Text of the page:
• Tips and advice: An important tip that I have heard from many seasoned medical students and doctors is to not neglect my life outside of medicine. I am trying to create a positive habit early on of having protected time for my husband, kids, devotional time, adequate sleep and exercise. I will also try to keep up with one or two hobbies, some friends and family.  There are several activities and organizations on campus I am interested in joining but I will have to be selective and not take on too much. Flexibility is important and I realize that I may not always be on top of things, but I will do the best that I can and enjoy the adventure!

Although I am only at the very beginning of my training and there is much more to come, I am really enjoying medical school so far and feel so grateful to have been given this opportunity!

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My new stethoscope just arrived! If you are wondering what brand to buy for medical school, this one comes highly recommended and is offered in an array of colors.

 

The Beauty of Mentorship…A Brother’s Love

When I was growing up, I had the privilege of attending the Johnny Academy. This was not your typical school or institution. This was a valuable one-on-one learning experience with none another than my big brother Jonathan (hence the “Johnny” Academy). He was 13 years old and I was 7 when we first started. It was during the school holidays and he was developing an interest in teaching so here I was, his guinea pig student.

Nintendo Donkey Kong. Image courtesy of wikipedia.
The Nintendo Donkey Kong I used to play during “class breaks”. Image courtesy of wikipedia.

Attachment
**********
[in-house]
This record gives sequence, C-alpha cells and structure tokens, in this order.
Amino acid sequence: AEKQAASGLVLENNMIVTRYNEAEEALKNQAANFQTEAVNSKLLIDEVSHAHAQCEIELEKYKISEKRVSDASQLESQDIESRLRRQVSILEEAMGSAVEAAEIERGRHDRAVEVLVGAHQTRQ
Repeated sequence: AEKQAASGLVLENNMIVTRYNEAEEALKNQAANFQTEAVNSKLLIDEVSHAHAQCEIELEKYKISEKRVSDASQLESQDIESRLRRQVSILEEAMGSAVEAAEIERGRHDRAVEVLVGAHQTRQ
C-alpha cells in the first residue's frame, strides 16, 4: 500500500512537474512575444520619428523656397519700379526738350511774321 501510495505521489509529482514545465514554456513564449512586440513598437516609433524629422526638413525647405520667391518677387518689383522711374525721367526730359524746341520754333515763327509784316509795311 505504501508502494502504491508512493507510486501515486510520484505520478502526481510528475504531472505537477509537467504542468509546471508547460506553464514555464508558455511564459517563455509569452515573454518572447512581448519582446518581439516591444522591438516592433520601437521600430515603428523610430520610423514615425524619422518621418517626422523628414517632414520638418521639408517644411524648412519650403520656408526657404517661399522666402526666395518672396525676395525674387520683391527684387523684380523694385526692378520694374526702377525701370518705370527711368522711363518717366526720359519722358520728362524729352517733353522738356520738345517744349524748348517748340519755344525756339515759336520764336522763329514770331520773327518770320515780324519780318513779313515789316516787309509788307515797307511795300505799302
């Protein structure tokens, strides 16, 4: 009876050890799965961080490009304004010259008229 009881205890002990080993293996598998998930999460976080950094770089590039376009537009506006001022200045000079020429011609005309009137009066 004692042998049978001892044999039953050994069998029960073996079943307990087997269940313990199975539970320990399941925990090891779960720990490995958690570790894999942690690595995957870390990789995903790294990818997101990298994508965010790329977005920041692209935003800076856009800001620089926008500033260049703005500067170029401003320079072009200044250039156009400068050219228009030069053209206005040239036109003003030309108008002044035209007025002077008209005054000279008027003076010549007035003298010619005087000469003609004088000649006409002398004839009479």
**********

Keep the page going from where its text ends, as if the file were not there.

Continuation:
It started off with English lessons where we went through grammar and vocabulary. Then we dived into French conjugation and Math multiplication tables. The next thing I knew, he was announcing that there would be a final exam complete with report card! During the breaks between ‘classes’, he allowed me to indulge in 3 or 4 games of Donkey Kong as a reward for being focused in class. He also promised me a big bar of Cadbury’s chocolate if I finished the entire Famous Five series of books by Enid Blyton.

During other classes, we had “laboratory” sessions where we dived into chemistry experiments using the best chemistry set I had ever seen that had been given to us as a Christmas present. My eyes opened wide at all the unique powders in the set. I’m not sure they make them like that anymore. It had the potential to blow things up! The most fascinating experiment my brother ever showed me was the principal of a burning flame using up oxygen. It was a simple apparatus. A lit candle placed under a glass dome inside a basin of water. As the candle used up oxygen, the volume of air inside the dome decreased and the water from the basin rose up inside the glass dome to replace the space previously occupied by the oxygen. It seemed so magical to me, as if the water had a life of its own!